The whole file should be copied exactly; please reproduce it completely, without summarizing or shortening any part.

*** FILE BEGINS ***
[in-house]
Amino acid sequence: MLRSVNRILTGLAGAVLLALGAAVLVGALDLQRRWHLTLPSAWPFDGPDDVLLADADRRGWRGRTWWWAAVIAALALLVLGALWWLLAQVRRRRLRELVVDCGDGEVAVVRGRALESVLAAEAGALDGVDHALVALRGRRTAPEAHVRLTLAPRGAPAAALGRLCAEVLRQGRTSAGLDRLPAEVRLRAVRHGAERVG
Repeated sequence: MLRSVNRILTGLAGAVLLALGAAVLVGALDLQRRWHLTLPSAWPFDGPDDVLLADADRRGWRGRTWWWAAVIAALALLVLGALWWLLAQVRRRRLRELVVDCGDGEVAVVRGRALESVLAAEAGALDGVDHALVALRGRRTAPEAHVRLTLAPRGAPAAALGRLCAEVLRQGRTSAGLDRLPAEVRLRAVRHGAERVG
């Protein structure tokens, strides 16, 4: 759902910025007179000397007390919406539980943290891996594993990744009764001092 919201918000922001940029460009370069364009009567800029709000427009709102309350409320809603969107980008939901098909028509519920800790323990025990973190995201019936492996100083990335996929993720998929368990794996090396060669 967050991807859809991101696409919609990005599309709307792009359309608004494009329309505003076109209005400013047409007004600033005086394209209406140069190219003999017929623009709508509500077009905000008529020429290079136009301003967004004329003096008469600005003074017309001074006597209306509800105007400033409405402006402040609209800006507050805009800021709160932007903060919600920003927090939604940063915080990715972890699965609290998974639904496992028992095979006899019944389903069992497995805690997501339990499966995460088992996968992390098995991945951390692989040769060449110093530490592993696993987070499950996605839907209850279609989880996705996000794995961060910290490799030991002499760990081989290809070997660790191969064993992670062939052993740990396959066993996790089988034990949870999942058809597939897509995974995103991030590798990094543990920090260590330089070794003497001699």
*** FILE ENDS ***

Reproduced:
[in-house]
Amino acid sequence: MLRSVNRILTGLAGAVLLALGAAVLVGALDLQRRWHLTLPSAWPFDGPDDVLLADADRRGWRGRTWWWAAVIAALALLVLGALWWLLAQVRRRRLRELVVDCGDGEVAVVRGRALESVLAAEAGALDGVDHALVALRGRRTAPEAHVRLTLAPRGAPAAALGRLCAEVLRQGRTSAGLDRLPAEVRLRAVRHGAERVG
Repeated sequence: MLRSVNRILTGLAGAVLLALGAAVLVGALDLQRRWHLTLPSAWPFDGPDDVLLADADRRGWRGRTWWWAAVIAALALLVLGALWWLLAQVRRRRLRELVVDCGDGEVAVVRGRALESVLAAEAGALDGVDHALVALRGRRTAPEAHVRLTLAPRGAPAAALGRLCAEVLRQGRTSAGLDRLPAEVRLRAVRHGAERVG
């Protein structure tokens, strides 16, 4: 759902910025007179000397007390919406539980943290891996594993990744009764001092 919201918000922001940029460009370069364009009567800029709000427009709102309350409320809603969107980008939901098909028509519920800790323990025990973190995201019936492996100083990335996929993720998929368990794996090396060669 967050991807859809991101696409919609990005599309709307792009359309608004494009329309505003076109209005400013047409007004600033005086394209209406140069190219003999017929623009709508509500077009905000008529020429290079136009301003967004004329003096008469600005003074017309001074006597209306509800105007400033409405402006402040609209800006507050805009800021709160932007903060919600920003927090939604940063915080990715972890699965609290998974639904496992028992095979006899019944389903069992497995805690997501339990499966995460088992996968992390098995991945951390692989040769060449110093530490592993696993987070499950996605839907209850279609989880996705996000794995961060910290490799030991002499760990081989290809070997660790191969064993992670062939052993740990396959066993996790089988034990949870999942058809597939897509995974995103991030590798990094543990920090260590330089070794003497001699």